International Bachelor of Science (Honours)
School of Earth, Atmospheric and Life Sciences
McPherson, Alannah, Multitasking UV-absorbing compounds of Chorisodontium aciphyllum, International Bachelor of Science (Honours), School of Earth, Atmospheric and Life Sciences, University of Wollongong, 2021.
Chorisodontium aciphyllum is a hardy terrestrial plant found living in Maritime Antarctica, one of the harshest environments on Earth. Elevated temperatures, stronger winds, and increased ultraviolet-B radiation are some of the conditions that C. aciphyllum is exposed to due to the changing climate. Ultraviolet (UV) radiation-absorbing compounds are produced within this species and so contribute to its resilience. C. aciphyllum grows to form long shoots of moss, therefore these compounds have the potential to serve as environmental proxies as the concentration fluctuations down a shoot may provide information on past climate conditions. This study aimed to begin characterisation of the UV-absorbing compounds of C. aciphyllum sampled from the South Shetland Islands region, Maritime Antarctica, and to examine concentration fluctuations down long shoots. This was achieved by extracting those housed intracellularly and in the cell wall using acidified methanol and alkali based solvents, respectively. Separation and preliminary characterisation were performed using ultra-high performance liquid chromatography and liquid chromatography-mass spectrometry. The eleven compounds extracted from the intracellular matrix were different between metabolically active and inactive tissue, while ten cell wall compounds were found in both tissue types. Cell wall compounds absorbed more strongly in the UV-B radiation range, suggesting they have a primary role in UV-B screening while intracellular compounds have strong antioxidant activity, indicating they may have other functions. The UV-absorption and mass spectra of three cell wall compounds were suggestive of hydroxycinnamic acids, while two intracellular compounds were possibly biflavonoid isomers. These flavonoid compounds may degrade in certain storage conditions and leach out of cells over time, thereby being strongly influenced by environmental stressors. Compound analysis down moss shoots, two of which have previously been radiocarbon dated, revealed that intracellular and cell wall compounds varied in concentration down the shoot. Therefore, elucidation of the structures of these valuable UV-absorbing compounds as well as the environmental drivers that induce them, could lead to their usefulness as proxies for past climate conditions of Maritime Antarctica, including elevated UV-B radiation. Cell wall compounds were proposed to be more suited to this purpose due to their stability and remaining tightly bound to the cellulose along moss shoots.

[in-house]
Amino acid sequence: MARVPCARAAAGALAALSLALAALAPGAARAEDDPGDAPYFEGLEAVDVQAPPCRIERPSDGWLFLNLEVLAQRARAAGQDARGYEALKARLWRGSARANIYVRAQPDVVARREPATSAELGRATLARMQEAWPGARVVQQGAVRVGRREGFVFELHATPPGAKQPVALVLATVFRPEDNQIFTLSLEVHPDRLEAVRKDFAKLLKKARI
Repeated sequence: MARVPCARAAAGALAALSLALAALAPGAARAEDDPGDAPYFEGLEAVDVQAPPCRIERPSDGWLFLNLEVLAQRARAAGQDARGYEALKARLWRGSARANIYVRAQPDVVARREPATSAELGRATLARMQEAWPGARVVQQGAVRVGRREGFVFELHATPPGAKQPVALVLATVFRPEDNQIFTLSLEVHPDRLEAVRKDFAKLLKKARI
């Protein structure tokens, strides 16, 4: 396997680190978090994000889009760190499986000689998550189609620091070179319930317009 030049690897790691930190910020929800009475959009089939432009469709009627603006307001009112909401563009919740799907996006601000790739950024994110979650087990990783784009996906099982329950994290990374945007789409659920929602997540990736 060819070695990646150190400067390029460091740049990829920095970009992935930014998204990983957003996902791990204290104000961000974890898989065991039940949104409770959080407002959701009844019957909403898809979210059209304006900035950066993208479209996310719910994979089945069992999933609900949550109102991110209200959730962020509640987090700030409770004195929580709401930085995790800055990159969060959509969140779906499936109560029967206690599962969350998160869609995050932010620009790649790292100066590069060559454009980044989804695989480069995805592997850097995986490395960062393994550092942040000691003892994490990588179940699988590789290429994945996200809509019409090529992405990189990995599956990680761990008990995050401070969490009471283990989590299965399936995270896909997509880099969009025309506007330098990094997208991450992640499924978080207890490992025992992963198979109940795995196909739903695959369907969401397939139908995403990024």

FoR codes (2008)
030502 Natural Products Chemistry, 060101 Analytical Biochemistry, 060705 Plant Physiology, 9606 ENVIRONMENTAL AND NATURAL RESOURCE EVALUATION
Unless otherwise indicated, the views expressed in this thesis are those of the author and do not necessarily represent the views of the University of Wollongong.